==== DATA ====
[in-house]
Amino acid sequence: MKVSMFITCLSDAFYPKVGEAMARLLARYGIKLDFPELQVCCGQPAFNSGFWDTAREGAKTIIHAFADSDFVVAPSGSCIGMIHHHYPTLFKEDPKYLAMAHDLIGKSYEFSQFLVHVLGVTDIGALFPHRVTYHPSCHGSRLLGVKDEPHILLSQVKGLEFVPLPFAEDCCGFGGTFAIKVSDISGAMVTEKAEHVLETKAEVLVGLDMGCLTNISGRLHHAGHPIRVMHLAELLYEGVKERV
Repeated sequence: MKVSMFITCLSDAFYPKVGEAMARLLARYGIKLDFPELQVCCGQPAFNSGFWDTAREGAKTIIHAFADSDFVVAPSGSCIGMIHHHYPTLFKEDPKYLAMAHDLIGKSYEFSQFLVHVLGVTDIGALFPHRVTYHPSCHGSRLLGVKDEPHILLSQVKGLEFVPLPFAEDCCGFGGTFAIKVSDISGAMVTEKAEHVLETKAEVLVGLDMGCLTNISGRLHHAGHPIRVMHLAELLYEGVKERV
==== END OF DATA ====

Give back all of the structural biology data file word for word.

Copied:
[in-house]
Amino acid sequence: MKVSMFITCLSDAFYPKVGEAMARLLARYGIKLDFPELQVCCGQPAFNSGFWDTAREGAKTIIHAFADSDFVVAPSGSCIGMIHHHYPTLFKEDPKYLAMAHDLIGKSYEFSQFLVHVLGVTDIGALFPHRVTYHPSCHGSRLLGVKDEPHILLSQVKGLEFVPLPFAEDCCGFGGTFAIKVSDISGAMVTEKAEHVLETKAEVLVGLDMGCLTNISGRLHHAGHPIRVMHLAELLYEGVKERV
Repeated sequence: MKVSMFITCLSDAFYPKVGEAMARLLARYGIKLDFPELQVCCGQPAFNSGFWDTAREGAKTIIHAFADSDFVVAPSGSCIGMIHHHYPTLFKEDPKYLAMAHDLIGKSYEFSQFLVHVLGVTDIGALFPHRVTYHPSCHGSRLLGVKDEPHILLSQVKGLEFVPLPFAEDCCGFGGTFAIKVSDISGAMVTEKAEHVLETKAEVLVGLDMGCLTNISGRLHHAGHPIRVMHLAELLYEGVKERV